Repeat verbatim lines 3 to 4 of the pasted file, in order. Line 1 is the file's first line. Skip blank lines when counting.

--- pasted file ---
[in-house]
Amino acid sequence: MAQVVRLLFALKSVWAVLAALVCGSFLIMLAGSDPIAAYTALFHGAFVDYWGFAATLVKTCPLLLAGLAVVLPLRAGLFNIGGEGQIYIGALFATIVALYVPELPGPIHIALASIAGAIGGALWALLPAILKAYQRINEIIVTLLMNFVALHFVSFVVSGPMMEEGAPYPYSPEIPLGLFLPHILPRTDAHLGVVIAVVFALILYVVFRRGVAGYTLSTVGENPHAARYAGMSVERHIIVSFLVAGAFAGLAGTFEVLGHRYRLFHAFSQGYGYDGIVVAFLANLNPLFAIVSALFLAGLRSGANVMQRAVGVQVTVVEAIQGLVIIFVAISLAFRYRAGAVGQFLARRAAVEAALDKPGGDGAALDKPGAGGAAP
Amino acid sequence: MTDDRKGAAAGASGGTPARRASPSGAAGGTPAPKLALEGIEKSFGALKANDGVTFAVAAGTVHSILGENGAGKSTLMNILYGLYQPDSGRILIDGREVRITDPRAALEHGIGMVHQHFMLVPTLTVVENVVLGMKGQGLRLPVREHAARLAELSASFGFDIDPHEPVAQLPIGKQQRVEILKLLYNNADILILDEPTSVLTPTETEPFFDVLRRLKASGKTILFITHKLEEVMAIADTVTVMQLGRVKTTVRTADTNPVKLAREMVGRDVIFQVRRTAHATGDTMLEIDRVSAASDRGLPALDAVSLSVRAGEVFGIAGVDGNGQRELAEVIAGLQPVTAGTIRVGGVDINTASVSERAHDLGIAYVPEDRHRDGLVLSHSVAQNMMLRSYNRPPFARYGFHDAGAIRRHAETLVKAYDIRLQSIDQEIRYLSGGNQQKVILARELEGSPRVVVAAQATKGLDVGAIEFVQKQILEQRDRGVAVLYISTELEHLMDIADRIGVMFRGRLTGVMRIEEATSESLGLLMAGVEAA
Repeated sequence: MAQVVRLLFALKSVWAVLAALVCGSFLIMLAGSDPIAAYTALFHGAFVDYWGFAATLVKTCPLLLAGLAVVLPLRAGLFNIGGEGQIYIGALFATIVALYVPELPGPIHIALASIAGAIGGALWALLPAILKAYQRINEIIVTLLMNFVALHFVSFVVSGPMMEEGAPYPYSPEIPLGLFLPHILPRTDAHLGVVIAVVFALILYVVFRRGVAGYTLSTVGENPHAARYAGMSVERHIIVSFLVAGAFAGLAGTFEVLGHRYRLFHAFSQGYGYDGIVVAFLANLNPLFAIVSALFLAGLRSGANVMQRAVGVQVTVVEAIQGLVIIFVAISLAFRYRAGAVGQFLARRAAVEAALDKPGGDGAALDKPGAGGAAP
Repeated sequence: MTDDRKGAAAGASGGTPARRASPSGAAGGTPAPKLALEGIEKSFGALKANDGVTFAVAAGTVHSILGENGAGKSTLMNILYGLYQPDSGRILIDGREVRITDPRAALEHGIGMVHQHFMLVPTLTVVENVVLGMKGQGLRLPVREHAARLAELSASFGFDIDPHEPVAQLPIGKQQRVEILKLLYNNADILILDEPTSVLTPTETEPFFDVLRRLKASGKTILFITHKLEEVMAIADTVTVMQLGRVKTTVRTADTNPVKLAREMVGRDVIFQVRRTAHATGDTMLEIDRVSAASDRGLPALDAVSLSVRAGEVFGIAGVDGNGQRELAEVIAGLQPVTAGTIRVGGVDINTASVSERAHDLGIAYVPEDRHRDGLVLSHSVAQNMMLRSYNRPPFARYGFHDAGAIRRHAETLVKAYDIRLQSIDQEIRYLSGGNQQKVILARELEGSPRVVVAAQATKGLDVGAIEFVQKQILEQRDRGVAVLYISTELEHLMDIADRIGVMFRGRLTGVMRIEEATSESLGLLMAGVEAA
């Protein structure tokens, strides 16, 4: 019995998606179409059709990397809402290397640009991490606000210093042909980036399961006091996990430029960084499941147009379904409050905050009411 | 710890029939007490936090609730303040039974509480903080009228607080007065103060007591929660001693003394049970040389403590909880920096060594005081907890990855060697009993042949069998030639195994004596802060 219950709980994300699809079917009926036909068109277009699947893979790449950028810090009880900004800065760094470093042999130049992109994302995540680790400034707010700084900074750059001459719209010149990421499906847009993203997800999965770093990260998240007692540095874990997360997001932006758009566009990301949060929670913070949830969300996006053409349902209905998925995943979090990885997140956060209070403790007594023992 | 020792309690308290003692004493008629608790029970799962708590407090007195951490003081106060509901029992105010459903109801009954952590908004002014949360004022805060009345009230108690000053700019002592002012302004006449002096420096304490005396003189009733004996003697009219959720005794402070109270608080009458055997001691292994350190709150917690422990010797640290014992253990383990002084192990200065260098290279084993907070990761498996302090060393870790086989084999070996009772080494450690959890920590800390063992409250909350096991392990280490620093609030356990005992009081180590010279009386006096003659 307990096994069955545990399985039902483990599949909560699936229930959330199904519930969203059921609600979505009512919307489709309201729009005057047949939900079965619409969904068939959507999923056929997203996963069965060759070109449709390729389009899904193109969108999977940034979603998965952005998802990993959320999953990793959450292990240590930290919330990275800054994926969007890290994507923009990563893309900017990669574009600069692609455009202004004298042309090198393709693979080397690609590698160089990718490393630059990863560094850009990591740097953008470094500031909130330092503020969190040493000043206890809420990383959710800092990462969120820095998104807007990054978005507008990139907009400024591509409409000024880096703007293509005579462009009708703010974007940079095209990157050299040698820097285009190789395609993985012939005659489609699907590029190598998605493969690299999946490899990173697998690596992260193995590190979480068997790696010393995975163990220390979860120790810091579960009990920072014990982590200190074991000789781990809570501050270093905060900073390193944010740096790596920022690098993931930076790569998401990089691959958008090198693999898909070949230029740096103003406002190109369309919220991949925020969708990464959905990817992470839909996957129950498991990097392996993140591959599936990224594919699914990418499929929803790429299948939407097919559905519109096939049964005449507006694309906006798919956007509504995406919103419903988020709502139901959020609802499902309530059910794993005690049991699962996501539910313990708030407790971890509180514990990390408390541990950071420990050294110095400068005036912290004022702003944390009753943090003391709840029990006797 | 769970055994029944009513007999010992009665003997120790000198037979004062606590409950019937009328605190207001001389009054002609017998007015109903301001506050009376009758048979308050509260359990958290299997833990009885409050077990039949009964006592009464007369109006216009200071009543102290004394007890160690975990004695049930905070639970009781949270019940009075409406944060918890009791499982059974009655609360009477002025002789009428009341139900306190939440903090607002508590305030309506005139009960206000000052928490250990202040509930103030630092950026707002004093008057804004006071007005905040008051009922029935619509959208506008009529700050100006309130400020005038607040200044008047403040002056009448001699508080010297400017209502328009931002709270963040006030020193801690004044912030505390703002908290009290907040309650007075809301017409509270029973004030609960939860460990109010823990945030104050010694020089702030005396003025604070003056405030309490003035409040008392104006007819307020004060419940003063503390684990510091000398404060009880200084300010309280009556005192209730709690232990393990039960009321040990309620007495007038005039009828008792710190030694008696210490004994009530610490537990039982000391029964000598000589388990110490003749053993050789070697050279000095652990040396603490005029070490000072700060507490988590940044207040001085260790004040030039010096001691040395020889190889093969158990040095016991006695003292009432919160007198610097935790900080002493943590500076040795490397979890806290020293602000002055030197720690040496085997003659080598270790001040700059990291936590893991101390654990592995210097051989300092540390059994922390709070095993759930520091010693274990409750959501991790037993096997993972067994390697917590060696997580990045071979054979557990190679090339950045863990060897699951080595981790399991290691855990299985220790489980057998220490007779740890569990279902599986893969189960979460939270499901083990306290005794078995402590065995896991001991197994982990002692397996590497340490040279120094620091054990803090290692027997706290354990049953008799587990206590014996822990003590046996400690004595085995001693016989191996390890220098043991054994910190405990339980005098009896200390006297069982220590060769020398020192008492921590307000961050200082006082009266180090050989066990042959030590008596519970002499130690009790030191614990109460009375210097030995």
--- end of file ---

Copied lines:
Amino acid sequence: MTDDRKGAAAGASGGTPARRASPSGAAGGTPAPKLALEGIEKSFGALKANDGVTFAVAAGTVHSILGENGAGKSTLMNILYGLYQPDSGRILIDGREVRITDPRAALEHGIGMVHQHFMLVPTLTVVENVVLGMKGQGLRLPVREHAARLAELSASFGFDIDPHEPVAQLPIGKQQRVEILKLLYNNADILILDEPTSVLTPTETEPFFDVLRRLKASGKTILFITHKLEEVMAIADTVTVMQLGRVKTTVRTADTNPVKLAREMVGRDVIFQVRRTAHATGDTMLEIDRVSAASDRGLPALDAVSLSVRAGEVFGIAGVDGNGQRELAEVIAGLQPVTAGTIRVGGVDINTASVSERAHDLGIAYVPEDRHRDGLVLSHSVAQNMMLRSYNRPPFARYGFHDAGAIRRHAETLVKAYDIRLQSIDQEIRYLSGGNQQKVILARELEGSPRVVVAAQATKGLDVGAIEFVQKQILEQRDRGVAVLYISTELEHLMDIADRIGVMFRGRLTGVMRIEEATSESLGLLMAGVEAA
Repeated sequence: MAQVVRLLFALKSVWAVLAALVCGSFLIMLAGSDPIAAYTALFHGAFVDYWGFAATLVKTCPLLLAGLAVVLPLRAGLFNIGGEGQIYIGALFATIVALYVPELPGPIHIALASIAGAIGGALWALLPAILKAYQRINEIIVTLLMNFVALHFVSFVVSGPMMEEGAPYPYSPEIPLGLFLPHILPRTDAHLGVVIAVVFALILYVVFRRGVAGYTLSTVGENPHAARYAGMSVERHIIVSFLVAGAFAGLAGTFEVLGHRYRLFHAFSQGYGYDGIVVAFLANLNPLFAIVSALFLAGLRSGANVMQRAVGVQVTVVEAIQGLVIIFVAISLAFRYRAGAVGQFLARRAAVEAALDKPGGDGAALDKPGAGGAAP